The Philadelphia area is expecting between 12 and 2 million inches of snow over the next 48 hours. I asked my fellow blogger Zack if he had any snow gloves I could borrow, and before long we were discussing the RPG ‘builds’ involved in a snowball fight.
Tank: the kid who wears a really thick, heavy coat and thick pants. He can’t move quickly, or throw very well because of the limited range of arm motion allowed by his coat. But he is virtually impervious to snowballs.
Engineer: builds snow forts. Equipment may include a shovel for rapid snow transport, and hard gloves for packing.
Berserker: kid with a limited tolerance for snowball fights. Participates somewhat willingly, but complains if attacked excessively. Once his/her ‘rage meter’ reaches full, however, berserker flies into a furious and energetic assault on any and all hostiles in the area. The arrival of a healer is a reliable way to end a berserker attack.
Healer: Mom who brings hot chocolate.
Sniper: very accurate and powerful arm, can launch effective snowballs from a long ways off. Achieves this accuracy by not wearing gloves, which results in very cold hands and consequently a lower rate of fire.
Brute: (pictured) large, aggressive kid with only melee attack. Favors football tackling targets into the snow. Once target is down, Brute is very good at rubbing faces into snow, or visa versa.
Mage: weak versus the Brute, but powerful against massed enemies. Good at throwing snowballs into trees to cause area-of-effect damage.
Bard: peppy kid who sings songs to raise the morale of other snowball fighters. Bards have a +chance to end snowball fights and enslave all participants in neighborhood caroling.
NPC: frequently younger kids who spend their time making snowmen and engaged in other nonviolent snow activities. Attacking NPGs is frowned upon and can cause a sudden increase in aggro from all other participants within the same Zone.
Mount/vehicle: sled or other device for rapid transport across snow.
Rogue: fast and small, frequently wears white to blend into surroundings. The rogue is known for picking up a huge piece of ice, sneaking up behind someone, and slamming it down on their head, instantly stunning that person. Putting snow down people’s shirts is their secondary attack.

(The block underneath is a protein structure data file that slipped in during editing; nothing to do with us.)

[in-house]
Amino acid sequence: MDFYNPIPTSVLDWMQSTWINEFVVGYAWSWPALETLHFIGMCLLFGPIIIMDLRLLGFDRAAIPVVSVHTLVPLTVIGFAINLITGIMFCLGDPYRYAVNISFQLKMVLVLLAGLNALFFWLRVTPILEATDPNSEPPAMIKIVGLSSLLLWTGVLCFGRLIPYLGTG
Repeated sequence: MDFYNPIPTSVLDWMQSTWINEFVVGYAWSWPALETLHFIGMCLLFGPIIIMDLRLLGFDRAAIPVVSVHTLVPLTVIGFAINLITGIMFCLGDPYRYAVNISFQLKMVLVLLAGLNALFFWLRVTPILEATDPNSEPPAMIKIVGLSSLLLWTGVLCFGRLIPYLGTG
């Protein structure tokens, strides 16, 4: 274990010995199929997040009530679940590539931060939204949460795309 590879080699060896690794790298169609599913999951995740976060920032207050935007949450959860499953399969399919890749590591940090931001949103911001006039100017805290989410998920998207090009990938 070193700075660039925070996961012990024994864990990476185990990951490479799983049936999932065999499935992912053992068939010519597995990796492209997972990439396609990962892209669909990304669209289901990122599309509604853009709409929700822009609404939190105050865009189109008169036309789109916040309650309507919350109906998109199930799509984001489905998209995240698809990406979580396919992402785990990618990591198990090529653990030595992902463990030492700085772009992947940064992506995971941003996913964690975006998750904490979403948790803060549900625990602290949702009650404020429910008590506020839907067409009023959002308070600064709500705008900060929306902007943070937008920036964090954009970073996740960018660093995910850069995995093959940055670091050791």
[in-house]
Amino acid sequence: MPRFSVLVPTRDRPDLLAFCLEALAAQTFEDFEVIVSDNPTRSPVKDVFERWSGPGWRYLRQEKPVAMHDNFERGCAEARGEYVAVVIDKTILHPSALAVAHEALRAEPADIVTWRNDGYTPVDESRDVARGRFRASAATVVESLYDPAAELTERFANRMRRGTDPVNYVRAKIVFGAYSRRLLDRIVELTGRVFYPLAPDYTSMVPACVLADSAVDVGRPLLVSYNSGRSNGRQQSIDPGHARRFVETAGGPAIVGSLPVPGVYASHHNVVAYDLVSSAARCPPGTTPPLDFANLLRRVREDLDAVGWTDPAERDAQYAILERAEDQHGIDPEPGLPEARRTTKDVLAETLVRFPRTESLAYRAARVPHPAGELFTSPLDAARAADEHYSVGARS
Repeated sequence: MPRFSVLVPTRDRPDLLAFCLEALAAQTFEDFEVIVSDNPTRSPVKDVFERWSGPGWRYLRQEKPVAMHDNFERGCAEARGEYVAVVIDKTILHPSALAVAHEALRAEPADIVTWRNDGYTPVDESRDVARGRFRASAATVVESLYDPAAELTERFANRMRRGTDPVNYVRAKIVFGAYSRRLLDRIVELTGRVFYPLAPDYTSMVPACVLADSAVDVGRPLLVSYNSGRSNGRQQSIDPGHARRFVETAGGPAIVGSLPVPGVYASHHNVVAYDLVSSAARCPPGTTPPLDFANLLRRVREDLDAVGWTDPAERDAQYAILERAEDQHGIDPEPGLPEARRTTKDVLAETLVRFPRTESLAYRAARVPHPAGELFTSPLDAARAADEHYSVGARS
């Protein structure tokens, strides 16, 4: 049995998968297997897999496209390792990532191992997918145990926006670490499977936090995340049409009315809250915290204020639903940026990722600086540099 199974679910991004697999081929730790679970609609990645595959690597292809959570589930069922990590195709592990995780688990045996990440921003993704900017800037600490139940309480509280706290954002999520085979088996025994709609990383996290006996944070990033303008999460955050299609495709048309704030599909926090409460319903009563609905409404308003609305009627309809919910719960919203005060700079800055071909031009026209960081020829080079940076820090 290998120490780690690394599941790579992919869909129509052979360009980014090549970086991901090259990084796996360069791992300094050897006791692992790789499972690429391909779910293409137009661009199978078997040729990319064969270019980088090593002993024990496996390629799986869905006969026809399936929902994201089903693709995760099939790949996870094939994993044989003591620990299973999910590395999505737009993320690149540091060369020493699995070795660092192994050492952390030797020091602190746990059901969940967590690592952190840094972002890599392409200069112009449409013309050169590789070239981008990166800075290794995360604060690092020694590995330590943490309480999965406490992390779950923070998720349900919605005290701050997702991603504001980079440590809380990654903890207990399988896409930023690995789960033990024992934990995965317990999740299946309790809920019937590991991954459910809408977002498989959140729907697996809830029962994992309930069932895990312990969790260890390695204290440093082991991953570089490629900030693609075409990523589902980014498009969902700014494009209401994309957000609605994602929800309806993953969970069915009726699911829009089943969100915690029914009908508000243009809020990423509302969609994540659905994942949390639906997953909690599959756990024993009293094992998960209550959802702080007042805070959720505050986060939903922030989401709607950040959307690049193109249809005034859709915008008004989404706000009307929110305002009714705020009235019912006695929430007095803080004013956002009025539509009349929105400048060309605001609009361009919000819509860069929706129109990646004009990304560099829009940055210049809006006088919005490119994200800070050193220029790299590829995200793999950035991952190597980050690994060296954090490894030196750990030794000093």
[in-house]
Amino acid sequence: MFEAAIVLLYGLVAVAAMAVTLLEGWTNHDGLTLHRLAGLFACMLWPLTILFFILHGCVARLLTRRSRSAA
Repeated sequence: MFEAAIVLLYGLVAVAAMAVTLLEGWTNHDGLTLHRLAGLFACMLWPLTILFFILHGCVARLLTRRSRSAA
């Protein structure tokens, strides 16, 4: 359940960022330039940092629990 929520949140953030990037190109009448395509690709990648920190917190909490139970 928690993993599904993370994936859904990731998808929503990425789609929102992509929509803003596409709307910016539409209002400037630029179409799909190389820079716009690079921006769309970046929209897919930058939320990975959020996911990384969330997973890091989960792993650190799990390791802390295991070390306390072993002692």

Armorer: the strong kid with good gloves who makes really well-sculpted snowballs and gives them to friends to throw.
Critter: somebody’s dog. Runs around the environment, uncontrollable by any player, and occasionally causes damage to forts or reveals hiding spots. Multiple stomach rubs in quick succession can cause excessive leg kicking, or an explosion.
The Third Team: the kid who refuses to be on anybody’s team. Declares that he will throw snowballs at whomever he likes. Usually ends up getting ganged up on and demolished.
Human turret: kid who can make and throw a lot of snowballs really fast. Consequence of this tactic is that the snowballs are not that accurate, and do not go that far. Good for close-quarters, bunched hostiles, and defending chokepoints.
Scout: fast and quick kid with good eyesight. More interested in scouting enemy territory than engaging in combat. Excellent team mate for capture the flag and territory-holding games.
TKer/Team Killer: kid who professes team allegiance, but is likely to hit a team mate with a snowball at some point. Team Killers are particularly disruptive during fort-based snowball fights.
Quest Giver: the father who gives his son a snowball and says, “Here you go. Go throw this at your brother.”
Final Boss: the group of older kids hanging out at the park. They are the ultimate test of snowball fight skill and it will take a coordinated raid of many of the above-mentioned classes to take them down. But the reward is much glory.